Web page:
Prof. Miri Rubin began with the most deft and breathless exposé of intellectual movements that have had great impacts on medieval history writing. From the Annales School establishment of social and economic histories of the longue durée to the Marxian approaches of late Prof. Rodney Hilton and the history of peasantry, to radical gender historians of North America, historians of ethnicity, identity and the mandala of fields and sub-fields which have resulted from these, we were reminded that it was this question, what is important? that has been asked over and over by historians who have wanted to change our thinking of the past, and by extension, of us today. All of this was gold-threaded with the idea that historians in the last century began to want to know more about European ‘peoples’ than its institutions. In other words, those affected by big decisions, rather than the decision makers. In in a current climate of political activity on ‘Europe’ and ‘Europeans’ (and the prospect of a President Blair–Il presidente del popolo, presumably) this point was made even more apposite.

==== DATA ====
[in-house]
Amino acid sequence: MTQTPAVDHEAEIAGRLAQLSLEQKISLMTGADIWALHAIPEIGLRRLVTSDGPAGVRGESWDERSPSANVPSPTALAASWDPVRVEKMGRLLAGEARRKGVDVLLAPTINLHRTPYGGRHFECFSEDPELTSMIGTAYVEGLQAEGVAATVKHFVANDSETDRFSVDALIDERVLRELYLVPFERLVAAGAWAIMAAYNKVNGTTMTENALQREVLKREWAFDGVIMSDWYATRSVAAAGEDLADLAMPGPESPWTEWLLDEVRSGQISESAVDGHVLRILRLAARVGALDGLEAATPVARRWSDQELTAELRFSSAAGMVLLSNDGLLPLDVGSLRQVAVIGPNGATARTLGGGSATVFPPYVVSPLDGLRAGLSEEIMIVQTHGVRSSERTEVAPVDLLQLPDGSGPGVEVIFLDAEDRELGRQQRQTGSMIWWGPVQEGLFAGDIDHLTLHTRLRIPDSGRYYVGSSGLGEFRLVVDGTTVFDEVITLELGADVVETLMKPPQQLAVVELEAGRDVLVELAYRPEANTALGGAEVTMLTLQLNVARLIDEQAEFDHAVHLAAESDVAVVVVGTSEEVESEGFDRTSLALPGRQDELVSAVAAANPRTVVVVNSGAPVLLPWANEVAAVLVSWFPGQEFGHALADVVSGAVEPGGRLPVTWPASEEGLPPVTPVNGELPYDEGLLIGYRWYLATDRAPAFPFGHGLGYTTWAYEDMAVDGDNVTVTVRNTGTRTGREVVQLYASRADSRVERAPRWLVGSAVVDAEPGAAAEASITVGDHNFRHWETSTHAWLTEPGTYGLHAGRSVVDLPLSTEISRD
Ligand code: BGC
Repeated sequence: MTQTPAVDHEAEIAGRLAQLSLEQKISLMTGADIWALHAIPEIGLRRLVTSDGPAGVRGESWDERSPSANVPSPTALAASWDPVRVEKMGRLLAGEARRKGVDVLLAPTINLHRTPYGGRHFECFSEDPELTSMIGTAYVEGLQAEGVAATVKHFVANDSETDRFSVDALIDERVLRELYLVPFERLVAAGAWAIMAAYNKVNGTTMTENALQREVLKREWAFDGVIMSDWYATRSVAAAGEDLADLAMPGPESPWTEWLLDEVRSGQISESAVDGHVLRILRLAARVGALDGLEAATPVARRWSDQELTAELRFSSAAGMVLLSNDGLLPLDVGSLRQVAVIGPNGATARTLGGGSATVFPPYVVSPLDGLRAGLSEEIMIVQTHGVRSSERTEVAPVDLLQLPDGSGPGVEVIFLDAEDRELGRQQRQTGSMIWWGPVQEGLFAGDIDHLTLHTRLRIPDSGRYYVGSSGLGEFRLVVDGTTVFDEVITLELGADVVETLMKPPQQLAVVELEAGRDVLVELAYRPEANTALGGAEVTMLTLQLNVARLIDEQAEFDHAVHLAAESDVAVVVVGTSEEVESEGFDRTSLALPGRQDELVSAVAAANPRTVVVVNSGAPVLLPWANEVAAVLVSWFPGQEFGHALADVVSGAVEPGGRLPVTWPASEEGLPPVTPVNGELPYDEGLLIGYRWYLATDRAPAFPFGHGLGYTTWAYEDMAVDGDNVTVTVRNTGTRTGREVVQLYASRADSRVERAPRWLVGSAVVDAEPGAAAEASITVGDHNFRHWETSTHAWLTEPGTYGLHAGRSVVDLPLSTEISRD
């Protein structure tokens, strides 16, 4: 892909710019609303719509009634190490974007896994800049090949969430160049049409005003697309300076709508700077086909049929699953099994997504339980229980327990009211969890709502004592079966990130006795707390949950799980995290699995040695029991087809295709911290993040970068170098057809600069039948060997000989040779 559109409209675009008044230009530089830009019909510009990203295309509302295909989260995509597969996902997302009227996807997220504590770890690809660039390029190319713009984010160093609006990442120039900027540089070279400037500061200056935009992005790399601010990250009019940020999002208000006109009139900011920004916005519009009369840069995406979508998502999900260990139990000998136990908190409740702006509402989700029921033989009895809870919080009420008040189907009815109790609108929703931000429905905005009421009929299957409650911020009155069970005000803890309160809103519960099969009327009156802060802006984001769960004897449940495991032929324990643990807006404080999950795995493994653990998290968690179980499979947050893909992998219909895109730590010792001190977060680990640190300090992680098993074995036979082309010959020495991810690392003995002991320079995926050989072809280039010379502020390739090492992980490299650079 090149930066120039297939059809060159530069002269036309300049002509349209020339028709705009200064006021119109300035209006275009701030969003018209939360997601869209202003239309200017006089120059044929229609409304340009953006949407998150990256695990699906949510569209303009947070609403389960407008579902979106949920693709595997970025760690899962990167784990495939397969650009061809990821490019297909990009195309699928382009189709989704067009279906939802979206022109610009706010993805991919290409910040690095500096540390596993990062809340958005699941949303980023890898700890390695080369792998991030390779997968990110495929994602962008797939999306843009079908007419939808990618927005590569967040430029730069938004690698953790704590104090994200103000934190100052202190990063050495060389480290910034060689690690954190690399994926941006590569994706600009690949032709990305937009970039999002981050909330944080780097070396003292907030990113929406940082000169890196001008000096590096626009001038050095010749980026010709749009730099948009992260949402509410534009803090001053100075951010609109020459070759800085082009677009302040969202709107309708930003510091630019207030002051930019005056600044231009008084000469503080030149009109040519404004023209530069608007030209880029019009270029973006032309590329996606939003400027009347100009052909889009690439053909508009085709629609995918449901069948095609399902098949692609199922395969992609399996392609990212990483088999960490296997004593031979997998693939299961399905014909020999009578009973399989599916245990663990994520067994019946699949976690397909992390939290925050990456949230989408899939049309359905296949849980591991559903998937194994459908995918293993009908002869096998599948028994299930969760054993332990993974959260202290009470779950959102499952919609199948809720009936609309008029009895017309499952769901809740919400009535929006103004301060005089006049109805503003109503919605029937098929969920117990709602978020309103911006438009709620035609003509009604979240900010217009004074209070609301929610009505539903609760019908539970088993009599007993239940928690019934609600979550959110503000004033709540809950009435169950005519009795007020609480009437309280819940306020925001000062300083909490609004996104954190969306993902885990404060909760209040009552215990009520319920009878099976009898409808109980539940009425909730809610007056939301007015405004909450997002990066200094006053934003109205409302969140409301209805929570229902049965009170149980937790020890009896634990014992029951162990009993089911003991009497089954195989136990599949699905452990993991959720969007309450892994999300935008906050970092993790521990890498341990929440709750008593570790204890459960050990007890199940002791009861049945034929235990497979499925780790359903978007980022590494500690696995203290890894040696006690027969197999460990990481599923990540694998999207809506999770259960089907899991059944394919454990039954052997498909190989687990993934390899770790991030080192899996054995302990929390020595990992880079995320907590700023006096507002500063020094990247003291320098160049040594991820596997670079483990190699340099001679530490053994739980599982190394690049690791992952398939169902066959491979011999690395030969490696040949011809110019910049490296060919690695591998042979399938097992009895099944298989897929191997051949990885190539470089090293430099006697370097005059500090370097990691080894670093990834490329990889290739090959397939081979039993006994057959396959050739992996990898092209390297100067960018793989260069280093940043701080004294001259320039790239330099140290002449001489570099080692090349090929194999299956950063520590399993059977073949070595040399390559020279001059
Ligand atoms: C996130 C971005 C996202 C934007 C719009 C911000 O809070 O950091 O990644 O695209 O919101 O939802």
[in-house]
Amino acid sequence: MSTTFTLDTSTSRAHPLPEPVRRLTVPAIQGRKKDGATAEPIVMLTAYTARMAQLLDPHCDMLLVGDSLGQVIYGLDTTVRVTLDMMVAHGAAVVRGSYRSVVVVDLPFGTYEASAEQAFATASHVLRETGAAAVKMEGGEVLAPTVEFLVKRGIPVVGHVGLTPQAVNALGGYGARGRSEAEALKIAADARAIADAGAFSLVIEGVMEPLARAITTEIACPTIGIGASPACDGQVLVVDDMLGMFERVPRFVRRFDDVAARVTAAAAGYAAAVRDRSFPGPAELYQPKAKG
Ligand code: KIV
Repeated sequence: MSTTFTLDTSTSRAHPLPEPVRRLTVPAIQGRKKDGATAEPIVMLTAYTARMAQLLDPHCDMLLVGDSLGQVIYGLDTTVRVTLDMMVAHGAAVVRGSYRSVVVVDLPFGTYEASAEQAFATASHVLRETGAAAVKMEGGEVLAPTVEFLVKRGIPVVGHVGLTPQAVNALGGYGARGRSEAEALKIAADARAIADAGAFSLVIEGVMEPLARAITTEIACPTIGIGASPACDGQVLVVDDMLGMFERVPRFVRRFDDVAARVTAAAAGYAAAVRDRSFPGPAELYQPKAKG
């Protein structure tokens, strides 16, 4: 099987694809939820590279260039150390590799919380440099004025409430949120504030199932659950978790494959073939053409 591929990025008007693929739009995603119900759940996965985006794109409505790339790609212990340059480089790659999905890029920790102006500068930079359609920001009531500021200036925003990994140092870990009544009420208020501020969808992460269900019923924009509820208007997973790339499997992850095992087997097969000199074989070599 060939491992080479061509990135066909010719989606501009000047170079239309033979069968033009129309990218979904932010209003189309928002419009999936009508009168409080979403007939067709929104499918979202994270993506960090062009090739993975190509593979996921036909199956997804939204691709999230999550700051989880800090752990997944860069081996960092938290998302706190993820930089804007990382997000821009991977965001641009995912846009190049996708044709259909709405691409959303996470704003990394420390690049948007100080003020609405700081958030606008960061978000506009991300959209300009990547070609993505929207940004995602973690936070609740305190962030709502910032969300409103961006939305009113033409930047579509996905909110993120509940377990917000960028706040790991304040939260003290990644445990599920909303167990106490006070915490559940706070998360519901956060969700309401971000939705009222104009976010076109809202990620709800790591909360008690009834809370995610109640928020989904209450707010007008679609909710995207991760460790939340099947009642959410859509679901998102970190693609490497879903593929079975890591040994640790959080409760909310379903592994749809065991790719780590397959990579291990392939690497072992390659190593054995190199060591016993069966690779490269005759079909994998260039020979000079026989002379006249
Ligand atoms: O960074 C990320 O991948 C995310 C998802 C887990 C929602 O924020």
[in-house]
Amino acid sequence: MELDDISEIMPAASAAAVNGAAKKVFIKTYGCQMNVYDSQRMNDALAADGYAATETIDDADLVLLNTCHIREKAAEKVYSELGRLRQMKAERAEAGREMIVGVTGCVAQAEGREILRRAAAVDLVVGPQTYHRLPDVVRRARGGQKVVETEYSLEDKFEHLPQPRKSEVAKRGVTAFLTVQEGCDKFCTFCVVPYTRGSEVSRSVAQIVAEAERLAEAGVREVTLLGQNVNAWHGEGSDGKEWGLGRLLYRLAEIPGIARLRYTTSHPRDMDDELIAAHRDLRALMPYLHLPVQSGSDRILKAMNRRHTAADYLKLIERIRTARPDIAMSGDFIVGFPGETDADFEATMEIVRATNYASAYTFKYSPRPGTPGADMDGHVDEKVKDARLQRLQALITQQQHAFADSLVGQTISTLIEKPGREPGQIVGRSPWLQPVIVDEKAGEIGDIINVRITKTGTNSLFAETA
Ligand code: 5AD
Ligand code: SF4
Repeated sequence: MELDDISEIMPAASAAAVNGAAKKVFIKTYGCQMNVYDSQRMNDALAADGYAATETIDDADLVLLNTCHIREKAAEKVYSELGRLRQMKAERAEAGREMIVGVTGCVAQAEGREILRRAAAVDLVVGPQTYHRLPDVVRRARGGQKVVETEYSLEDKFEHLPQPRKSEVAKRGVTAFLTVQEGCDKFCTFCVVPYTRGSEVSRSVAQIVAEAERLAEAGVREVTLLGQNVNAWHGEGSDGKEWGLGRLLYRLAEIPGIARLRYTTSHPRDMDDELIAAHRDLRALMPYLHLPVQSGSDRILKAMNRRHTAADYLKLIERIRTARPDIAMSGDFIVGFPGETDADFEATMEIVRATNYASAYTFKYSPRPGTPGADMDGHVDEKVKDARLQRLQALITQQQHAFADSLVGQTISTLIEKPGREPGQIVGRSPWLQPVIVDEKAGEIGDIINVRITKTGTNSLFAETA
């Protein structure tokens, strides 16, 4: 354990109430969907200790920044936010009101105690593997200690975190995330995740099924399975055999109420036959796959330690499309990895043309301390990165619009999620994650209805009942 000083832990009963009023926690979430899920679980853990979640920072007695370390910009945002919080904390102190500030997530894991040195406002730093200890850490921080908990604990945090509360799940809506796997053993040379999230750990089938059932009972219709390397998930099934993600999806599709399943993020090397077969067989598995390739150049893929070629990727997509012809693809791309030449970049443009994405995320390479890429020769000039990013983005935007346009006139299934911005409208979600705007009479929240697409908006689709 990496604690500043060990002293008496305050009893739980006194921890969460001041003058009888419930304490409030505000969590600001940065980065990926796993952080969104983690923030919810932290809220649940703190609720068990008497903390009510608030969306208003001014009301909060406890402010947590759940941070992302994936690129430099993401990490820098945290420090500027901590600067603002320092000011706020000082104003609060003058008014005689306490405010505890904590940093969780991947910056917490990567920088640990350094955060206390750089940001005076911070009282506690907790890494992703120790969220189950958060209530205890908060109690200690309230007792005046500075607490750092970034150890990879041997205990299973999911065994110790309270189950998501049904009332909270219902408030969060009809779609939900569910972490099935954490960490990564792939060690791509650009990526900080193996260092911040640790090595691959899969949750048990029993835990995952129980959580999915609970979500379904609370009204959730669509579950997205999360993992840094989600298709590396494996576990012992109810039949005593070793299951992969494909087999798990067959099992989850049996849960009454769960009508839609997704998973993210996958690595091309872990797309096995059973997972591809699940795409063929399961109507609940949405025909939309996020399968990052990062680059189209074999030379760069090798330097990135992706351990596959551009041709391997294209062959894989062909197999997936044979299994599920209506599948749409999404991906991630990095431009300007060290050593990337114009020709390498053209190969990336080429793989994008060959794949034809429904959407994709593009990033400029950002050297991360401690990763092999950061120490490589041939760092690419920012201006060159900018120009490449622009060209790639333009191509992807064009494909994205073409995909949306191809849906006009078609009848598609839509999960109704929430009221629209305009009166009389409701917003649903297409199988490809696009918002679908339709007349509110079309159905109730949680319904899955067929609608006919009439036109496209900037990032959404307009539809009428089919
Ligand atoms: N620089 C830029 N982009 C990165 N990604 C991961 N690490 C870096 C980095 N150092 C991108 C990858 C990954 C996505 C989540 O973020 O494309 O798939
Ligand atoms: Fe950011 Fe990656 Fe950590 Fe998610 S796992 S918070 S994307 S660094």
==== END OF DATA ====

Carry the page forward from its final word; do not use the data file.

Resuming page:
I thought about using Past Thinking as the place for exhibition and book reviews on museumy subjects that interest me, but instead I would like to contribute to content creation on Creative Spaces (National Museums Online Learning Project) particularly when the reviews related to items in the nine museum collections it hosts.
Please note: For some reason my paragraphing is not preserved and so the Byzantium review might be a little hard-going. If you happen to read it and would prefer to read it in a more sensible format, please leave a comment here, or on Creative Spaces.
Creative Spaces does. No poking, no sheep throwing, no nonsense.
The two posts below and the several comments are enough to set out the different views of Creative Spaces, or the National Museums Online Learning Project. I am not going to respond to the various criticisms leveled at the project as they do a good job of speaking for themselves. This is about my experience so far, over the last two weeks or so of actually using the site. Many of the buggy features have already been pointed out by Tom and by and large I agree with those (strange URLs and registering procedure, the lack of a big fat button to JOIN and the lack of an advanced search are probably my immediate problems).